Big Oaks invites birders for annual ‘Christmas Count’

Big Oaks National Wildlife Refuge is calling on Hoosier volunteer birders and nature enthusiasts to participate in the Audubon Society’s longest-running wintertime tradition, the annual Christmas Bird Count.

The Big Oaks count take place Saturday, Dec. 17, and volunteer birders of all skill levels are needed. They may sign up to count birds for a half-day (sunup to noon, or noon to sunset) or all day. Volunteers and staff will meet at 8 a.m. at the Big Oaks NWR office, 1661 W. Jpg Niblo Road in Madison.

The nonprofit Big Oaks Conservation Society will provide lunch for volunteers at the refuge office. If you are interested in participating in the Big Oaks NWR count, preregister with the refuge at 812-273-0783. Weather for the Christmas bird count can vary, but warm and/or waterproof clothing is recommended.

Apart from its attraction as a social and competitive event, the annual count reveals valuable scientific data. Each count group completes a census of the birds found during one 24-hour period between December 14 and January 5 in a designated circle 15 miles in diameter — about 177 square miles. Now in its 123rd year, the Christmas Bird Count is larger than ever with more than 2,000 individual counts scheduled, expanding its geographical range and accumulating information about the winter distributions of various birds. It is vital in monitoring the status of resident and migratory birds across the Western Hemisphere. The data, 100% volunteer generated, have become a crucial part of the U. S. Government’s natural history monitoring database. Count results from 1900 to the present are available through Audubon’s website:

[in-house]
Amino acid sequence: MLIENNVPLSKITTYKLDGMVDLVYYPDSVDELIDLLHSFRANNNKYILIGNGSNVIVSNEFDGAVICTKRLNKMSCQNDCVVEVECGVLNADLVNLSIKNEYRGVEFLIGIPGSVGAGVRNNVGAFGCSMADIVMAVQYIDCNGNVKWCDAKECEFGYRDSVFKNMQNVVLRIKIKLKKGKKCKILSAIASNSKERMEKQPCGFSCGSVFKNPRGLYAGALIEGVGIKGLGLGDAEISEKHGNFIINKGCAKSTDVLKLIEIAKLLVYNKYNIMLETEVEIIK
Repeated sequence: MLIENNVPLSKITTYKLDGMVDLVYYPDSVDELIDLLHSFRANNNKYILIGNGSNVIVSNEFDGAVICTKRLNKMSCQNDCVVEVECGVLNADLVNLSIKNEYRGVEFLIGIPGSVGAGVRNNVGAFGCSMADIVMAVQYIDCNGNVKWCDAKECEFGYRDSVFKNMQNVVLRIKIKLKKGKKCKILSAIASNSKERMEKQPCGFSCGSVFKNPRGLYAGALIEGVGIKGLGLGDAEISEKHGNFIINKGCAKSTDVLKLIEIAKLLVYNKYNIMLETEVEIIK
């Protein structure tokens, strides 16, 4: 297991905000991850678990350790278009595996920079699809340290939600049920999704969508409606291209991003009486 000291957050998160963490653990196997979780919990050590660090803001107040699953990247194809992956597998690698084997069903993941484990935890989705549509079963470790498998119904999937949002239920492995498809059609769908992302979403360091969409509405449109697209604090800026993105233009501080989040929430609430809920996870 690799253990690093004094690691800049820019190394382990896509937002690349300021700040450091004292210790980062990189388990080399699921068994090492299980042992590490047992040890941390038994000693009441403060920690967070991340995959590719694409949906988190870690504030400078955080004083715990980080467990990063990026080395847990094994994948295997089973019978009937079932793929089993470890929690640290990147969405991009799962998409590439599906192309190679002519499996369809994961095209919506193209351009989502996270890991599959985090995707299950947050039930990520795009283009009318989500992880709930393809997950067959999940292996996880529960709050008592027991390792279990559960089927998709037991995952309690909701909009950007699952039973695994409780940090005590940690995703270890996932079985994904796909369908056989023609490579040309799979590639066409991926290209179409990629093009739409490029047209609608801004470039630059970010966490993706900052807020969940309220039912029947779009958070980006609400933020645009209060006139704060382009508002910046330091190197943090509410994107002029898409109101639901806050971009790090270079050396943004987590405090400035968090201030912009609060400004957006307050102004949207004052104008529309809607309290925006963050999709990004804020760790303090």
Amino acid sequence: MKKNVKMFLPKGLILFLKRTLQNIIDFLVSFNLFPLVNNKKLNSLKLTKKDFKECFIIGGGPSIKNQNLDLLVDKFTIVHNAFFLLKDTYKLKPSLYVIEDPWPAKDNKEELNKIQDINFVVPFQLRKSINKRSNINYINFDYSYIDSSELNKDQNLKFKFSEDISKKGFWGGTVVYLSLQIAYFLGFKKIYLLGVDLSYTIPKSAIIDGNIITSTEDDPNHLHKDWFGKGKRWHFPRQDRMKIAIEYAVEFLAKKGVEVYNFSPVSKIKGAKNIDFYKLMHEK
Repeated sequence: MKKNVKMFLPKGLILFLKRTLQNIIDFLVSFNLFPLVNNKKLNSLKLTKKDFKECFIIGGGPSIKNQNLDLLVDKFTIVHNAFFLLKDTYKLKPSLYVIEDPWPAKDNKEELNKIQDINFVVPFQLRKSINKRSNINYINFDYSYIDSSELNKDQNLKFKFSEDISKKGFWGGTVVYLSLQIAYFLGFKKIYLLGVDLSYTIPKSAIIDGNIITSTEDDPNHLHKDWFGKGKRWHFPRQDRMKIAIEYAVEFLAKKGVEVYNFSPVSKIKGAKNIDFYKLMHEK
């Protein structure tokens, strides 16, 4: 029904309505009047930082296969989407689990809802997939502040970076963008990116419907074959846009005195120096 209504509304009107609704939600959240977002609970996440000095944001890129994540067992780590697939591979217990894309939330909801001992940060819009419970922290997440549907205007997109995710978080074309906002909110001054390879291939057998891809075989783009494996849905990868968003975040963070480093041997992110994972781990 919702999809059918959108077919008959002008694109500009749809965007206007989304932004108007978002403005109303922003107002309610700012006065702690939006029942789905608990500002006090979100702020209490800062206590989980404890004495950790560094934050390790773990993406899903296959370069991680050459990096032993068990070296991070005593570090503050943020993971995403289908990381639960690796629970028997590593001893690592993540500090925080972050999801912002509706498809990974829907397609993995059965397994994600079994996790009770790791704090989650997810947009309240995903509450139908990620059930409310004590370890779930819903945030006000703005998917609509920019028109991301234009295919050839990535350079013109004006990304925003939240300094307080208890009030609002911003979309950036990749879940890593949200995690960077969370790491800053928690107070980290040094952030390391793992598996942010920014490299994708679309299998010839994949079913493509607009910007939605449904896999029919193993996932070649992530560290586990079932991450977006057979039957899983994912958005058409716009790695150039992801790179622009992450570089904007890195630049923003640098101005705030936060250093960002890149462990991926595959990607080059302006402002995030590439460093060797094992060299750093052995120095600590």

Big Oaks NWR consists of 50,000 acres on the former Jefferson Proving Ground (JPG) located in Jennings, Ripley, and Jefferson Counties in southeastern Indiana. The local refuge is managed by the U.S. Fish and Wildlife Service and provides public use opportunities such as hunting, fishing, wildlife observation, photography, interpretation and environmental education. The refuge has one of the largest contiguous forest blocks in southeastern Indiana as well as one of the largest grassland complexes; both provide wonderful wildlife viewing opportunities for refuge visitors. Information about the refuge is available at